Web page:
In the News

Russia Is a Terrible Ally Against Terrorism

January 23, 2017  |  The New York Times

Since early in his campaign, President Trump has made counterterrorism cooperation a pillar of his argument for improving relations with Russia. On the face of it, that idea might seem attractive: two of the world’s largest militaries and intelligence communities working together against the Islamic State and other jihadist networks to achieve progress that neither could alone.

But it’s a bad idea. A partnership with Russia of the kind Mr. Trump proposes has the potential to profoundly undermine the United States’ counterterrorism progress and shred our relationships with Sunni Muslims around the world. Moreover, it’s doubtful such an alliance could actually be forged.

Burkins to Advise Merger of Leading Science Organizations

January 18, 2017

A plan to merge two of the world’s leading international scientific organizations – the International Council for Science (ICSU) and International Social Science Council (ISSC) – in order to better address pressing global challenges will be advised by Melody Brown Burkins (PhD’98), Associate Director for Programs and Research of The John Sloan Dickey Center for International Understanding and Adjunct Professor of Environmental Studies (ENVS).

How Trump’s Attacks on U.S. Intelligence Will Come Back to Haunt Him

January 11, 2017  |  POLITICO

Dickey Center Director Daniel Benjamin has published a piece for POLITICO, "How Trump’s Attacks on U.S. Intelligence Will Come Back to Haunt Him." 

This kind of trash talking diminishes public respect for the intelligence community, which relies on government officials to defend its reputation because so much of its work is never heard of outside the Executive Branch. This might work for Trump in the short run, as he scrambles to defend the legitimacy of the 2016 election. Eventually, it will backfire. At some point during his presidency, Trump is going to want to act on intelligence he receives. And what will happen when he tries to justify to the nation that he is deploying troops or firing missiles on the basis of information brought to him by agencies he has so thoroughly denigrated? Trump seems not to understand that governing is a team sport, and that his credibility will ultimately depend on those who serve the administration.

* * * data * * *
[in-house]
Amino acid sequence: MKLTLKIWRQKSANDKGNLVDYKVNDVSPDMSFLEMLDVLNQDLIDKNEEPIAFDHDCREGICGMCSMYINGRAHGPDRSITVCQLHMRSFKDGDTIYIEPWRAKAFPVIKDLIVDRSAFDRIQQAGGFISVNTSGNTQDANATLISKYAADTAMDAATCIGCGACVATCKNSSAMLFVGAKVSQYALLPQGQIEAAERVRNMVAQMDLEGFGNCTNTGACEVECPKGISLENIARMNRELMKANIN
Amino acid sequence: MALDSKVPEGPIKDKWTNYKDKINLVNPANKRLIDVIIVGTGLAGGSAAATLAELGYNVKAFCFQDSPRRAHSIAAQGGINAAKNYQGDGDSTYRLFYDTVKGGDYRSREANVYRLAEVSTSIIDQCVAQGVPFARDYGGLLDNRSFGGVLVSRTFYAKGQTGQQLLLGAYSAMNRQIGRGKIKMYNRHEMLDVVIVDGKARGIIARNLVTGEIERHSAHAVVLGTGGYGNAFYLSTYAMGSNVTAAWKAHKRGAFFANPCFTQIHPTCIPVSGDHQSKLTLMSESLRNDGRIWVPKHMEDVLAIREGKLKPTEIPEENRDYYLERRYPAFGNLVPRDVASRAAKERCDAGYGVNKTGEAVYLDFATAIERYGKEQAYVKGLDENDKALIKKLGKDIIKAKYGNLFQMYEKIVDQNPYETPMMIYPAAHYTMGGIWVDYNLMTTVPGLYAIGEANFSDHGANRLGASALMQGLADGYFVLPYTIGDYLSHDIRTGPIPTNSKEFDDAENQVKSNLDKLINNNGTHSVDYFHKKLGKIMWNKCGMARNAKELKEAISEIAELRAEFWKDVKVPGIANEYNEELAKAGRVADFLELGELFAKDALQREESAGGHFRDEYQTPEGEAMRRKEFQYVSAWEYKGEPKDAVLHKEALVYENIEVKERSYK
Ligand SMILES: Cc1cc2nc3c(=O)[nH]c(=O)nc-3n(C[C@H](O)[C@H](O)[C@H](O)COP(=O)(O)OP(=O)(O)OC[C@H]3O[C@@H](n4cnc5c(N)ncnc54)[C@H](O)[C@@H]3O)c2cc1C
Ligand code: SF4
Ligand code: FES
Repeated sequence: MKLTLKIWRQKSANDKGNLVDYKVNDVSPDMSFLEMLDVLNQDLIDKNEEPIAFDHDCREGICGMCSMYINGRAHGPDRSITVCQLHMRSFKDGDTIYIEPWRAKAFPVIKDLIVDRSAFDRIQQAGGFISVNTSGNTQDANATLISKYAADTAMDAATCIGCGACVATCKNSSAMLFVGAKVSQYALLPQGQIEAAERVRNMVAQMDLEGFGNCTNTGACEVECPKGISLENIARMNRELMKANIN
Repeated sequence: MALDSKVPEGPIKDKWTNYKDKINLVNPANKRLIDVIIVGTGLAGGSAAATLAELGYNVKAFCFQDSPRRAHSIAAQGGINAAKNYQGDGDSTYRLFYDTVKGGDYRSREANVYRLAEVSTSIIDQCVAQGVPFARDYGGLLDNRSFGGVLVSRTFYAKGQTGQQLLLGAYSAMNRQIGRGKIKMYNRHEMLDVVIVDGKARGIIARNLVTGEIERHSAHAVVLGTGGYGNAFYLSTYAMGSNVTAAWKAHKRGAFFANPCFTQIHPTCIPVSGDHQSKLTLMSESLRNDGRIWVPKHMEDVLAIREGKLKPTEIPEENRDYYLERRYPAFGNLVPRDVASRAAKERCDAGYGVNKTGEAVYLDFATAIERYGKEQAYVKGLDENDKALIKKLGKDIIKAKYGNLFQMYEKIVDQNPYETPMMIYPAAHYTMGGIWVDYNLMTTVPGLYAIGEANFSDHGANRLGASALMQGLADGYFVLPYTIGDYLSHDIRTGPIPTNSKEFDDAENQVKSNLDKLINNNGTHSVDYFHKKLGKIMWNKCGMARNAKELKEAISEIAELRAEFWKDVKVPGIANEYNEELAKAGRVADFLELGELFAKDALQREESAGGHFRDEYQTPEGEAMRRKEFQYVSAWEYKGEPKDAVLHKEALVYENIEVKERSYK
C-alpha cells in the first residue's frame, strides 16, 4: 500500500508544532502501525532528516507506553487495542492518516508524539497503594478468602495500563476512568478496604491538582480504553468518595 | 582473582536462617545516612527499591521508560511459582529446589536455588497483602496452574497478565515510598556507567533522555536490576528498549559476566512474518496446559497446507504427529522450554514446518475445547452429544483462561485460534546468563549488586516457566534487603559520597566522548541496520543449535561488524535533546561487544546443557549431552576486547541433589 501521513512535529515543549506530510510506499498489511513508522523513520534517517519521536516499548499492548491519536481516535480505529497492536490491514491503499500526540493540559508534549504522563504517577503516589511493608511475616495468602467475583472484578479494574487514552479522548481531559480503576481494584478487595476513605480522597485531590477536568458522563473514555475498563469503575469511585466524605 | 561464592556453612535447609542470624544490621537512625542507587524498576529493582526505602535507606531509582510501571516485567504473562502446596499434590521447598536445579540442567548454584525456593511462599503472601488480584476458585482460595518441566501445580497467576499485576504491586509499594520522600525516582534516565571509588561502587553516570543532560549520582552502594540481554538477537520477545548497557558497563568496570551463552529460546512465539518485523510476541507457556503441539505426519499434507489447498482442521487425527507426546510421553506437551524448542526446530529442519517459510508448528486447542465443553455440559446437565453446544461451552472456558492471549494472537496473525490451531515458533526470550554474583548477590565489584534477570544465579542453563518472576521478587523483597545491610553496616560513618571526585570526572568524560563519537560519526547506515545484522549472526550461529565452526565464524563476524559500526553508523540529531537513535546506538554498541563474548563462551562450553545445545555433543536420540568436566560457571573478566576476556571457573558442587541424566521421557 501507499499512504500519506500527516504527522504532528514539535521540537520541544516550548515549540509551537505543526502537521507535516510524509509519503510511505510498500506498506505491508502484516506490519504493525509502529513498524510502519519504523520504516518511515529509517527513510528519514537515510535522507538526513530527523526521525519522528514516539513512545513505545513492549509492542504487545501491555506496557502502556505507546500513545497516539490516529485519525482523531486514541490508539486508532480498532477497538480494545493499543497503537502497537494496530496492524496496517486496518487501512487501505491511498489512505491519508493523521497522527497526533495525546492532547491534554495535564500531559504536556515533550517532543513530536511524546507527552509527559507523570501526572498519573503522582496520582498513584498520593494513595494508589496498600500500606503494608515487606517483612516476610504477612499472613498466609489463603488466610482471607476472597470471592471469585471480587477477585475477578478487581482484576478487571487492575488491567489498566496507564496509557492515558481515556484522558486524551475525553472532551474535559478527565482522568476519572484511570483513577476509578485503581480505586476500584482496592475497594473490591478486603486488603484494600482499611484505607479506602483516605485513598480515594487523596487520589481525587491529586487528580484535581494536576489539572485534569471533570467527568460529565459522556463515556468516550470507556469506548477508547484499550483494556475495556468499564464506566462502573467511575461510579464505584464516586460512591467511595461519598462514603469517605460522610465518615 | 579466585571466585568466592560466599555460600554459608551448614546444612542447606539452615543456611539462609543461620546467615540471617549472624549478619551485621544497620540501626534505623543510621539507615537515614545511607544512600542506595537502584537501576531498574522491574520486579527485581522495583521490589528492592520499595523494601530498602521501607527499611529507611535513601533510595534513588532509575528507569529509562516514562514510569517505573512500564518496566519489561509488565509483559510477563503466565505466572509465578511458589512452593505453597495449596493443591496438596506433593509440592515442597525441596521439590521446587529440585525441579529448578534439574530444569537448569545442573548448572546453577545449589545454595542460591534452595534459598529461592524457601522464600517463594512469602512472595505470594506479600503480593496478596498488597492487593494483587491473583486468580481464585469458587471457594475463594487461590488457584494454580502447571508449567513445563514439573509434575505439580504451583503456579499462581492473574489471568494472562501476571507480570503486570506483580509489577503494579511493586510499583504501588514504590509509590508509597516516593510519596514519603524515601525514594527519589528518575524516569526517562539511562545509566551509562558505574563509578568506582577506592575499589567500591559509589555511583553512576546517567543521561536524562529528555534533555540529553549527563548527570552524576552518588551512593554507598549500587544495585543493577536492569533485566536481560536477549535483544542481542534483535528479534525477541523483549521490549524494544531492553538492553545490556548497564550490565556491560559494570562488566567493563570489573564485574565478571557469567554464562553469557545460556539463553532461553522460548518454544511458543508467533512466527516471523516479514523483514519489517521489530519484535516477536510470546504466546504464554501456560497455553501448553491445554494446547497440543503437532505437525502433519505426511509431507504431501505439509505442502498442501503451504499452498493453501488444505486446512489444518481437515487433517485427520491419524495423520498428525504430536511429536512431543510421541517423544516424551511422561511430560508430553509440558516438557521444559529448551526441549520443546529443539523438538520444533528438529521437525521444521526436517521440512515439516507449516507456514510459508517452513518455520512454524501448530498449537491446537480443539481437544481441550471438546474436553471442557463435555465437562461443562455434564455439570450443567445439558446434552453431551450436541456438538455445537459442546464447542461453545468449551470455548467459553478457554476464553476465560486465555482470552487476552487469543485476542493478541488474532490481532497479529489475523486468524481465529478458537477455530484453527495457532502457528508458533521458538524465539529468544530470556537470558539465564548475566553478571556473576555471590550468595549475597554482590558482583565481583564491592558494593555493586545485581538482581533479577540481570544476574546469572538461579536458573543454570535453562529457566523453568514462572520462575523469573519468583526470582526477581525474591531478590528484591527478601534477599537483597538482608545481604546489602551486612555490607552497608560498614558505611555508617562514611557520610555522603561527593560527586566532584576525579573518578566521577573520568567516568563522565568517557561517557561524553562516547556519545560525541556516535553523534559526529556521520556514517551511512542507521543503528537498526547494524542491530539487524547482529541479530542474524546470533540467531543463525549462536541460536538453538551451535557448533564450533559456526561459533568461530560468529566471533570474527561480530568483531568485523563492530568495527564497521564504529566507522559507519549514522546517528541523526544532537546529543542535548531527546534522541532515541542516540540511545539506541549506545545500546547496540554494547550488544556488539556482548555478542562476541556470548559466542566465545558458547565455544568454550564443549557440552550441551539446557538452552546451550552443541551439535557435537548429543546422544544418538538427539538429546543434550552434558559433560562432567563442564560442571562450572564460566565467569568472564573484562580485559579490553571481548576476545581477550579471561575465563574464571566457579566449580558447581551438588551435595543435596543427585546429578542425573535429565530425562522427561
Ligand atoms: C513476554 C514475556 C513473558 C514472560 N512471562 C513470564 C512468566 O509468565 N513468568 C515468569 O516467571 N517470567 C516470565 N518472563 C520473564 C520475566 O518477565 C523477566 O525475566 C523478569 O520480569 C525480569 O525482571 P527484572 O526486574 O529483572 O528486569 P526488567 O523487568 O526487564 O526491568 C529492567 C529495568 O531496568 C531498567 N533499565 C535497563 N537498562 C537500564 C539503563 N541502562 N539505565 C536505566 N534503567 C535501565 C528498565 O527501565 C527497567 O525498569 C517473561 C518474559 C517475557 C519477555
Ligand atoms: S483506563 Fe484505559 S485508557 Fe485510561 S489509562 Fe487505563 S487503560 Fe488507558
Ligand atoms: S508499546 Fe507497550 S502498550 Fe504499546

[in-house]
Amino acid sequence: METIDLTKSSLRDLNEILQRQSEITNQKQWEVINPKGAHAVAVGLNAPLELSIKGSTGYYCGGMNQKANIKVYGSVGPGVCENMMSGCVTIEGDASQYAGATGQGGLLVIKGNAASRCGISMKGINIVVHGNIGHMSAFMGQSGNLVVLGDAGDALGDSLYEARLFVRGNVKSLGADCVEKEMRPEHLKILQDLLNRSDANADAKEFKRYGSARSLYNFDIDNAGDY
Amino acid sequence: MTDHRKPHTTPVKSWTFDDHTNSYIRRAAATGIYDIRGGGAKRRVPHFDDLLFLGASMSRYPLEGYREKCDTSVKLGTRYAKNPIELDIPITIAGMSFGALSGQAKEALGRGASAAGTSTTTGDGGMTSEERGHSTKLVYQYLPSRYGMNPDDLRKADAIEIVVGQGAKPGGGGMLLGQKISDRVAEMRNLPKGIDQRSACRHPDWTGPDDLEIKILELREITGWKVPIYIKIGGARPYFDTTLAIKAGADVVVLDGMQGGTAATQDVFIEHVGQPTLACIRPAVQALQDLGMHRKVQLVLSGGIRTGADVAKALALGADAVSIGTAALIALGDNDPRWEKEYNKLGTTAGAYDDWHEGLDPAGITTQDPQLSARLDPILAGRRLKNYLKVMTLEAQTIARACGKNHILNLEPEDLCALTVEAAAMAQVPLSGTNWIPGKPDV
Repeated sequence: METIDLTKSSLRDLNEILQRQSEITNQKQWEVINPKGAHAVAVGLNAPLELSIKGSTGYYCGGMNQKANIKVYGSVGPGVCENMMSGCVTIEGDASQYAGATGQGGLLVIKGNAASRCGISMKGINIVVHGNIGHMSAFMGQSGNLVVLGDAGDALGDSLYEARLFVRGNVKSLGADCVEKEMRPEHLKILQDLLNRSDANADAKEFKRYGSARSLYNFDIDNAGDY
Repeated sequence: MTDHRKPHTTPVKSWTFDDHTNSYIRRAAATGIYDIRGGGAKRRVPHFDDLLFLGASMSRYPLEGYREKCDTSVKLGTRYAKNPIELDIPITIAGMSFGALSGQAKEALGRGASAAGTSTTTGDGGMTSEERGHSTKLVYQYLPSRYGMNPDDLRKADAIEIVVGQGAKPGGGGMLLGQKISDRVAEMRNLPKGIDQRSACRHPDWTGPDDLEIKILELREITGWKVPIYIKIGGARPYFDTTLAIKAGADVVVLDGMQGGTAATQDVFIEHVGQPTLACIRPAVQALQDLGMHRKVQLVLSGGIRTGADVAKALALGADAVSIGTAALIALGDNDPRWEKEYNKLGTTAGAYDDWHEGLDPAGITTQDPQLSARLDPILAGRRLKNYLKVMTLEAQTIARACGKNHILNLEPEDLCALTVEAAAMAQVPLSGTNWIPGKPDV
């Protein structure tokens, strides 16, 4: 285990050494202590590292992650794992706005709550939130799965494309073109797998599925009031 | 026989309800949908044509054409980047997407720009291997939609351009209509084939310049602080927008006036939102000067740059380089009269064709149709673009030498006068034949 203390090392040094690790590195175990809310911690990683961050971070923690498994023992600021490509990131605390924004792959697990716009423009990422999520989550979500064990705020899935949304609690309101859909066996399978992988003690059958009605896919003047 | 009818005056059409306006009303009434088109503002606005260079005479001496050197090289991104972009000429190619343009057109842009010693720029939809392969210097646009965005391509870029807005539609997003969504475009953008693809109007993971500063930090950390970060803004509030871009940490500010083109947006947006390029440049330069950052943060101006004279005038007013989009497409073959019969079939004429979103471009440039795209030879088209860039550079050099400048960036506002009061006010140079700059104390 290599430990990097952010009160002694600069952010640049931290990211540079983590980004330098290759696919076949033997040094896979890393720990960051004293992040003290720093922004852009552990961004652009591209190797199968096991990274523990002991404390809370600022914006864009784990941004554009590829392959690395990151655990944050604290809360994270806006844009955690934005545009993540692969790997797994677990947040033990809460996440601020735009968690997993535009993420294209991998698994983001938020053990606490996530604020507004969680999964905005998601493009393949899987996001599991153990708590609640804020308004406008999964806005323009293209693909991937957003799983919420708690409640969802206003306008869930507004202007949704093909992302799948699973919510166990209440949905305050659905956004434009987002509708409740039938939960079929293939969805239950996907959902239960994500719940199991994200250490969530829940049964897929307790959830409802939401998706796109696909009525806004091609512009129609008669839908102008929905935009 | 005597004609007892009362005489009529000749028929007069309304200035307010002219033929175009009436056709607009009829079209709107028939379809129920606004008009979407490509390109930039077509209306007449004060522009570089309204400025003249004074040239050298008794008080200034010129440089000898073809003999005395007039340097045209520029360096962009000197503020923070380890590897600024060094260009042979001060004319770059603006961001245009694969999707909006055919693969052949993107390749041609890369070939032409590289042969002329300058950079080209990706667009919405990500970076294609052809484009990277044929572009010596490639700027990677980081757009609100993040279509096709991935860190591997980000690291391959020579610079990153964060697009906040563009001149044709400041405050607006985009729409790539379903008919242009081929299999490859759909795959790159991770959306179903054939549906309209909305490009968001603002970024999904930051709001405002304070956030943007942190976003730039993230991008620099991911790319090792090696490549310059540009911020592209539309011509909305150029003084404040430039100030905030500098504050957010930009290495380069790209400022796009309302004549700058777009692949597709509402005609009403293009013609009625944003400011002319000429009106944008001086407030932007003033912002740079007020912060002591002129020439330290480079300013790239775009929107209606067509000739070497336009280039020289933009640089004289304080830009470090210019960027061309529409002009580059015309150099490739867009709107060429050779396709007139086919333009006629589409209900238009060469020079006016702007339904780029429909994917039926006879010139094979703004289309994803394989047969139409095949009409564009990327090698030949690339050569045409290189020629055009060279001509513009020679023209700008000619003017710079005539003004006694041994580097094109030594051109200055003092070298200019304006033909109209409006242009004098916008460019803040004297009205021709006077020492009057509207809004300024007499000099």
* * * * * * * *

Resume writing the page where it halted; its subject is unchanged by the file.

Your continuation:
Innovative Research Model for a Sustainable Arctic Future

December 15, 2016  |  Dartmouth Press Release

Fulbright Arctic Initiative Establishes Innovative Research Model for a Sustainable Arctic Future

Scholars From Arctic Nations Focus on Communities and Policy Relevant Research 

Dec. 15, 2016 – As the Arctic continues to experience climate change, resource development and globalization, the policy challenges that Arctic peoples face are many and extend beyond environmental protection and energy to issues of indigenous rights, health and wellness, governance and infrastructure. Seventeen inaugural Fulbright Arctic Initiative researchers and two co-lead scholars from all eight Arctic nations (Canada, Denmark, Finland, Iceland, Norway, Russia, Sweden, and the United States) tackled these Arctic issues through 18 months of research on energy, water, and health and infrastructure, and recently concluded their work with a week of public events in Washington, D.C.

Benjamin Testfies on The Future of Counter-Terrorism Strategy

December 1, 2016  

Dickey Center Director Daniel Benjamin testified before the United States Senate Committee on Foreign Relations on December 1, 2017, on "The Future of Counter-Terrorism Strategy." He was joined by The Honorable Juan C. Zarate, Chairman And Co-Founder, The Financial Integrity Network.